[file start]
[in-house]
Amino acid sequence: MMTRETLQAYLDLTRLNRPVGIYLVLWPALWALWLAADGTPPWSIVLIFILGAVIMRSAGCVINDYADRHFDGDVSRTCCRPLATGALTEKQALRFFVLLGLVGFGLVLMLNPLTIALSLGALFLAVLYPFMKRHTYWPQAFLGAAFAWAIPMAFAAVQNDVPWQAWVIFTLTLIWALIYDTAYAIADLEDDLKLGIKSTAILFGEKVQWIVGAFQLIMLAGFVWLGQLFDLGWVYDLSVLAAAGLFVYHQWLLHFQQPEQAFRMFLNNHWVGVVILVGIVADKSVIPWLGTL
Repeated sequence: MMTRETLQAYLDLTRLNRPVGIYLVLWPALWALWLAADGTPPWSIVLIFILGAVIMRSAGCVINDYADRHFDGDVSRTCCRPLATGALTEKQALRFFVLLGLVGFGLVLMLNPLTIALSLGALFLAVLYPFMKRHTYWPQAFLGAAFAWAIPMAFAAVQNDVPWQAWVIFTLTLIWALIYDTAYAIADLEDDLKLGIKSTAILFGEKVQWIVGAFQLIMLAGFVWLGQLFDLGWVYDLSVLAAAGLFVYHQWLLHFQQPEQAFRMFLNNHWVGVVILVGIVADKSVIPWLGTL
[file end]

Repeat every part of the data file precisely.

[in-house]
Amino acid sequence: MMTRETLQAYLDLTRLNRPVGIYLVLWPALWALWLAADGTPPWSIVLIFILGAVIMRSAGCVINDYADRHFDGDVSRTCCRPLATGALTEKQALRFFVLLGLVGFGLVLMLNPLTIALSLGALFLAVLYPFMKRHTYWPQAFLGAAFAWAIPMAFAAVQNDVPWQAWVIFTLTLIWALIYDTAYAIADLEDDLKLGIKSTAILFGEKVQWIVGAFQLIMLAGFVWLGQLFDLGWVYDLSVLAAAGLFVYHQWLLHFQQPEQAFRMFLNNHWVGVVILVGIVADKSVIPWLGTL
Repeated sequence: MMTRETLQAYLDLTRLNRPVGIYLVLWPALWALWLAADGTPPWSIVLIFILGAVIMRSAGCVINDYADRHFDGDVSRTCCRPLATGALTEKQALRFFVLLGLVGFGLVLMLNPLTIALSLGALFLAVLYPFMKRHTYWPQAFLGAAFAWAIPMAFAAVQNDVPWQAWVIFTLTLIWALIYDTAYAIADLEDDLKLGIKSTAILFGEKVQWIVGAFQLIMLAGFVWLGQLFDLGWVYDLSVLAAAGLFVYHQWLLHFQQPEQAFRMFLNNHWVGVVILVGIVADKSVIPWLGTL